How robots are building Amazon's future
Thanks to an army of robots, Amazon became a retail giant. Now, these robots are creating the future not only of Amazon, but also of retail and logistics
Ordering on Amazon is simple: just click 'Buy Now,' and the next day your items are delivered. Behind the scenes, Amazon finds the item you ordered from the warehouse closest to you and sets in motion a complex logistical system that is invisible to the customer, involving not only thousands of people but also a growing number of robots.
In this article, we will explore how a question in one man's mind led to the creation of an army of robots that transformed retail and logistics, and how that army of robots of various shapes and sizes is now shaping the future of Amazon.
From Kiva Systems to Amazon Robotics
The story of Amazon Robotics begins outside Amazon.
It was early 2002, and Mick Mountz's mind was occupied with one question: Is there a way to make warehouse operations faster? From 1999 to 2001, Mountz was working at Webvan, an online grocery shop, one of many online businesses created during the dot-com bubble and one of its many victims when the bubble burst in the early 2000s. As the business process director for logistics, Mountz was acutely aware of one fact - Webvan’s cost of fulfilling orders ran three times as high as what the business plan had estimated.
After coming up with idea after idea, Mountz eventually came to the conclusion that the answer was robots. A lot of robots. He then called up his former roommate from MIT, Peter Wurman, to find out what kind of software would be needed to orchestrate so many robots. Together, they came up with a system which then they tested in a simulation. The results were amazing: their system performed better than any real warehouse. On 15 July 2002, Mountz filed U.S. Patent No. 6950722 and later founded Distrobot Systems to make this vision of a fleet of small robots zooming around a warehouse a reality.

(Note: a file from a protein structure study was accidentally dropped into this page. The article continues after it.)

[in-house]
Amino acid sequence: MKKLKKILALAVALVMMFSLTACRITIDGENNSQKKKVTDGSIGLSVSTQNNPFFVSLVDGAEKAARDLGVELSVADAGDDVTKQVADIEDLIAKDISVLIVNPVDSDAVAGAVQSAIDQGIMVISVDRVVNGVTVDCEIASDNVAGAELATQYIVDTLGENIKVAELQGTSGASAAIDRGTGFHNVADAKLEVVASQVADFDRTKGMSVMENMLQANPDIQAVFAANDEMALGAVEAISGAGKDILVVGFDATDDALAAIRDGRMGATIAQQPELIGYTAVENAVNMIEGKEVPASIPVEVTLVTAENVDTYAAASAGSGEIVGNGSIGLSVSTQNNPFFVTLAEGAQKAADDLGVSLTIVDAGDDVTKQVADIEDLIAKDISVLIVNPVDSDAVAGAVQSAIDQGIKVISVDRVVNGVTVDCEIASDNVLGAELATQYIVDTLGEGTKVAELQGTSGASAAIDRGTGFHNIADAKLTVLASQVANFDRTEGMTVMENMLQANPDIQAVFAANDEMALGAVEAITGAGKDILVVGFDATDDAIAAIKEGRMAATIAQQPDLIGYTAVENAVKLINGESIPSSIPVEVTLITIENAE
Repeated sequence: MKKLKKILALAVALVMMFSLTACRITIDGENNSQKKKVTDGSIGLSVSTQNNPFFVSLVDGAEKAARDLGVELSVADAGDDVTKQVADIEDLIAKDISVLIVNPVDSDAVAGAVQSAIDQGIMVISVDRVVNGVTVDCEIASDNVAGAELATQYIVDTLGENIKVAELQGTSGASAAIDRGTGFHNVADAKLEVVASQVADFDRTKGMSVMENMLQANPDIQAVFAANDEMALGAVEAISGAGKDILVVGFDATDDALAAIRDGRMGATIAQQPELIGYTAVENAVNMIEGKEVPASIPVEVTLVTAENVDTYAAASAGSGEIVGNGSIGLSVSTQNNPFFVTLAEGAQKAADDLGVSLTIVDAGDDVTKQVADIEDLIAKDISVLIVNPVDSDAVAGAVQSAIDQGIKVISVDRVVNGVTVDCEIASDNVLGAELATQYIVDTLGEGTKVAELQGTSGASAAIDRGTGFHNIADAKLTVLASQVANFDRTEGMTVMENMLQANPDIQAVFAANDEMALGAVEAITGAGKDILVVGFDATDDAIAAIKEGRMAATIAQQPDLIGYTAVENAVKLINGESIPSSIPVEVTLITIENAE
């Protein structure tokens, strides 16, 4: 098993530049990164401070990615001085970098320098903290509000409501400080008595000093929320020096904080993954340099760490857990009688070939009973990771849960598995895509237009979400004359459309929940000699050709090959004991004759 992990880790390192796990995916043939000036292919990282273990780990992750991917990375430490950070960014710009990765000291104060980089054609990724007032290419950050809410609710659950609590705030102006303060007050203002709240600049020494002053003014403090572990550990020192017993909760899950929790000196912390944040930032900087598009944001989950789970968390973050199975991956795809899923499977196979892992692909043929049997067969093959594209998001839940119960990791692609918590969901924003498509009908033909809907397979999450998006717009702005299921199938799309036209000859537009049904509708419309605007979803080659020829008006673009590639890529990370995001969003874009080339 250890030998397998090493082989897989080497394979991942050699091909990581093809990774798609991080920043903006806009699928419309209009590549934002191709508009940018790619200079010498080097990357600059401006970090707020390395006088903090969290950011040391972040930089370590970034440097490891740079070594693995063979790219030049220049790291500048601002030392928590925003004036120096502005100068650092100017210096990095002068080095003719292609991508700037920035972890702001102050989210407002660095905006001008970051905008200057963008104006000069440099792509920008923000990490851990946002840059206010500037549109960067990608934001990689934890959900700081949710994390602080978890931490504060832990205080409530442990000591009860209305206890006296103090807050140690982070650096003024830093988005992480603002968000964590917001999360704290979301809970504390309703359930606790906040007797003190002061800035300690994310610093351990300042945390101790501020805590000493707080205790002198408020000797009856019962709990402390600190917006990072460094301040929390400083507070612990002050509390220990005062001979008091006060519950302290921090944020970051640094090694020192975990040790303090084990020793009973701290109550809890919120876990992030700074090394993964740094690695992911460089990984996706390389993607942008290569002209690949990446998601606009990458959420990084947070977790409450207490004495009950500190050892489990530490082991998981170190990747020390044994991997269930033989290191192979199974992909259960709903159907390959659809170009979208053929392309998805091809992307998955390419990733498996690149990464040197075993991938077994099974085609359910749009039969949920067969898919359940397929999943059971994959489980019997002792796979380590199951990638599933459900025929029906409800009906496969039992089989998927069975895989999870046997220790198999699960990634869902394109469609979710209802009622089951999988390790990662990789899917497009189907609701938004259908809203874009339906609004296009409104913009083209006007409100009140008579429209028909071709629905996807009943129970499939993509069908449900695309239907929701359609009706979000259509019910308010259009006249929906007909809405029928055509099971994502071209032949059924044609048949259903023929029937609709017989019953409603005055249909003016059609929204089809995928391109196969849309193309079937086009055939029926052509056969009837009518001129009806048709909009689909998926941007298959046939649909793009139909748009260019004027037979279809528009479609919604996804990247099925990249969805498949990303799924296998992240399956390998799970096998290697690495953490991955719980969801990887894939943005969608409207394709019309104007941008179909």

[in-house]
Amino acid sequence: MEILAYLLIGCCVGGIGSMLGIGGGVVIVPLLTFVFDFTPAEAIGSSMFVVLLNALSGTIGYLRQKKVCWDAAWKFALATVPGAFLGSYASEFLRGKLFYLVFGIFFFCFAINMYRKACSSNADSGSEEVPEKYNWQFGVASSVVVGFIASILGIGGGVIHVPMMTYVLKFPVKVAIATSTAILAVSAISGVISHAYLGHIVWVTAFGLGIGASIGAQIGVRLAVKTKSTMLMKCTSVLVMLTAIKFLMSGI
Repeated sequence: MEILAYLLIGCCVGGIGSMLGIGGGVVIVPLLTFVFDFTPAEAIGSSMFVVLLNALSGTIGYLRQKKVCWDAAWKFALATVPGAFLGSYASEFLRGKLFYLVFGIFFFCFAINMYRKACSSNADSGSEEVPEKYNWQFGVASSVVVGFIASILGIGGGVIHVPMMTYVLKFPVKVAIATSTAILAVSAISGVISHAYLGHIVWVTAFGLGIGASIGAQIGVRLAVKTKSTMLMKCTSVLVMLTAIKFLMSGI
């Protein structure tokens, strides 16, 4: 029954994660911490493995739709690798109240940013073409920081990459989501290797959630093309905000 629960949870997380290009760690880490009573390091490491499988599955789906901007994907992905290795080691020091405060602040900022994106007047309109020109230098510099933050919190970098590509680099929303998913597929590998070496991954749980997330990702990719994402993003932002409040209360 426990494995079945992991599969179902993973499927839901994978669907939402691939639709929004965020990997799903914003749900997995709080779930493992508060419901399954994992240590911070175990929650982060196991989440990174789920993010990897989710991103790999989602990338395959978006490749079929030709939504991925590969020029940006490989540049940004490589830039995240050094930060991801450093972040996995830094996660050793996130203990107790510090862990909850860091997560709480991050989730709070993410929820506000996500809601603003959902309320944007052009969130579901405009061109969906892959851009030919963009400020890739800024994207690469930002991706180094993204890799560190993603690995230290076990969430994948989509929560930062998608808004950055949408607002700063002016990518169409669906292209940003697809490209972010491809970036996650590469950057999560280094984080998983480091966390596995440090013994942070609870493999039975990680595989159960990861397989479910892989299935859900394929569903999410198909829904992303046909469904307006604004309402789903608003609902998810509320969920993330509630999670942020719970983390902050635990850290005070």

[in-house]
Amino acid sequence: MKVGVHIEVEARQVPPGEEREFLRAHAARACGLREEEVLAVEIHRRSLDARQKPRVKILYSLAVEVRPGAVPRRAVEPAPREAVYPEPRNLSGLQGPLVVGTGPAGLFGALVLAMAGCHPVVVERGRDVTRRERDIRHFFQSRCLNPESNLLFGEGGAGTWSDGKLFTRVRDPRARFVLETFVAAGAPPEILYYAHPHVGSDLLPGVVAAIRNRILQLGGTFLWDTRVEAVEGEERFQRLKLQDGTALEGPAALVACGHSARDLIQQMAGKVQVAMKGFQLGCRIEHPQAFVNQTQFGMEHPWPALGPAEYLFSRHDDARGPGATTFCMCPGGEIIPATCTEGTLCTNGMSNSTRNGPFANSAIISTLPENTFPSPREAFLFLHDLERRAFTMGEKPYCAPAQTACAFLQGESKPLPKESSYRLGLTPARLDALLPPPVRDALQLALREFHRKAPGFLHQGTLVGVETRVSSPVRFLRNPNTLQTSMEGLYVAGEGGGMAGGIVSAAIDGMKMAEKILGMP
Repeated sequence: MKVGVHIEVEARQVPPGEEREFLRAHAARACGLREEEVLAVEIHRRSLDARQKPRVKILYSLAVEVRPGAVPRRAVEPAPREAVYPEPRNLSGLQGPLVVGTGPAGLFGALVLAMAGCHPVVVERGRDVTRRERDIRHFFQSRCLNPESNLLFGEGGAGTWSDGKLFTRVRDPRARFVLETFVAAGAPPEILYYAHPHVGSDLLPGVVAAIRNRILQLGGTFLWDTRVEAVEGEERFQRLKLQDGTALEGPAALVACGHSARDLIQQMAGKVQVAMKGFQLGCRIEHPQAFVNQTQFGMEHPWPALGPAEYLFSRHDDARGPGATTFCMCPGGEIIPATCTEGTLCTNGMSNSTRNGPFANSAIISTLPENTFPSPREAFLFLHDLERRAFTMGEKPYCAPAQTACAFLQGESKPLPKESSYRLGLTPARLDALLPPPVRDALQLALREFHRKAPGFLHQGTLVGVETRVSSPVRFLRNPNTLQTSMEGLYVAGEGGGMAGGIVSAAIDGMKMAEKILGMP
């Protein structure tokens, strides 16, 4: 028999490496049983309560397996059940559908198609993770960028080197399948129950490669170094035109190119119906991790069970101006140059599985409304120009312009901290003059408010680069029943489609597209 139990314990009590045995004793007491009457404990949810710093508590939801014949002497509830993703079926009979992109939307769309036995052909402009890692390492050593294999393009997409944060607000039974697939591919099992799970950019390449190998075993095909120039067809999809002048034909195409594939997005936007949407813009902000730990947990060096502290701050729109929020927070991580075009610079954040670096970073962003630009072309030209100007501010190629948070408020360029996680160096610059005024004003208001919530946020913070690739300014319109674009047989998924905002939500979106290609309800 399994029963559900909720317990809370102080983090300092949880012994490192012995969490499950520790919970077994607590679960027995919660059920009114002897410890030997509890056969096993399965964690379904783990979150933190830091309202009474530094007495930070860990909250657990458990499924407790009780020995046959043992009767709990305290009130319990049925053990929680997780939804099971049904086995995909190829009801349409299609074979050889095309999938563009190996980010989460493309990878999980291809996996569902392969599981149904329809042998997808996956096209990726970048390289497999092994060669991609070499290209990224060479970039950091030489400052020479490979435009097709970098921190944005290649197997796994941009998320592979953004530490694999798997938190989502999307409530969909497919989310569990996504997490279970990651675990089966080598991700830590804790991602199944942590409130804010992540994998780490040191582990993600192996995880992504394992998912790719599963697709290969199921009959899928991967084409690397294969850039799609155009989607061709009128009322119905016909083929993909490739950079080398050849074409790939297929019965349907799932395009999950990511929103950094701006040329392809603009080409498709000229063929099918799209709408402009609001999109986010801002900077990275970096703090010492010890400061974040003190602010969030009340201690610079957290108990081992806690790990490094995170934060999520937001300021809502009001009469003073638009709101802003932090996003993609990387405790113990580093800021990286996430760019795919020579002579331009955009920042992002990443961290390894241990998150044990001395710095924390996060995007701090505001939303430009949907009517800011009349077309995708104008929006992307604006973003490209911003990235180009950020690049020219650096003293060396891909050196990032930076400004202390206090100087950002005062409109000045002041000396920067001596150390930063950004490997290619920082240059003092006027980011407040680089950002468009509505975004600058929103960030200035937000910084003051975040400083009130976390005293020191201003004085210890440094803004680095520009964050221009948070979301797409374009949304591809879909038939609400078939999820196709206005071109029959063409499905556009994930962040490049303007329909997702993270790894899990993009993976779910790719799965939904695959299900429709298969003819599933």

With a patent in hand and with a concept proven in a simulation, Mountz now needed someone to build those robots. Through a recommendation from a colleague, Mountz met Raffaello D’Andrea, who at the time was leading Cornell’s RoboCup team and just so happened to take a sabbatical from MIT. D’Andrea, as well as Wurman, officially joined Distrobot in late 2003 and all three of them got to work.
The business was growing. In 2005, Distrobot became Kiva and signed its first customer, Staples, followed by Walgreens in 2007 and Zappos in 2008. In 2008, Kiva employed 80 people and shipped its 1000th robot. In 2009 Kiva was ranked #6 on the Inc. 500 list of the fastest-growing companies in America, and Gartner named Kiva one of its “Cool Vendors in Supply Chain Management.”
How Kiva increased warehouse efficiency
What Kiva was offering was an innovative way of managing a warehouse. In a typical conveyor-based warehouse, a worker can pick 200 to 400 items per hour. Kiva robots can present a new item to a worker every 6 seconds, leading to a base rate of 600 picks per hour. With Kiva, warehouses could be not only more efficient but also require fewer people. To hit 200,000 picks a day, a traditional warehouse would need two 75-person teams working 8-hour shifts. With Kiva, the same work can be done with 25 people a shift. Kiva robotics system was also cheaper and quicker to set up, taking weeks not months to be fully deployed.
And that’s not all - a warehouse full of Kiva can also self-organize and self-optimise. The computer controlling all robots tracks high- and low-selling products and stores them accordingly, storing the most popular products closer to pick-and-pack stations and placing less popular ones at the back of the warehouse.
Kiva Systems becomes Amazon Robotics
The innovation and efficiencies Kiva was bringing to warehouse operations caught the attention of Amazon. At that time, Amazon was rapidly expanding and opening new warehouses. Fulfillment costs as a percentage of revenue rose to more than 9 percent in 2011, from just over 8 percent in 2010. Two previous Amazon acquisitions, Zappos.com and Diapers.com, have been using Kiva robots and were proof that this technology works and can improve the efficiency of warehouse operations.
In early 2012, Amazon acquired Kiva for $775 million. Since the acquisition by Amazon, Kiva hasn’t announced any new customers and let existing contracts expire. In 2015, Kiva Systems became Amazon Robotics.
Even though today the acquisition of Kiva might be a bit forgotten, it is probably one of the most important business decisions Amazon have ever made, maybe even at the same level as launching Amazon Web Services (AWS). By the time Amazon fully implemented Kiva robots in 2014, the company had cut the so-called "click to ship" cycle down from 60 to 75 minutes to just 15 minutes and saved the company 20% on operating costs. According to PitchBook, the acquisition of Kiva could have saved Amazon up to $2.5 billion by 2018.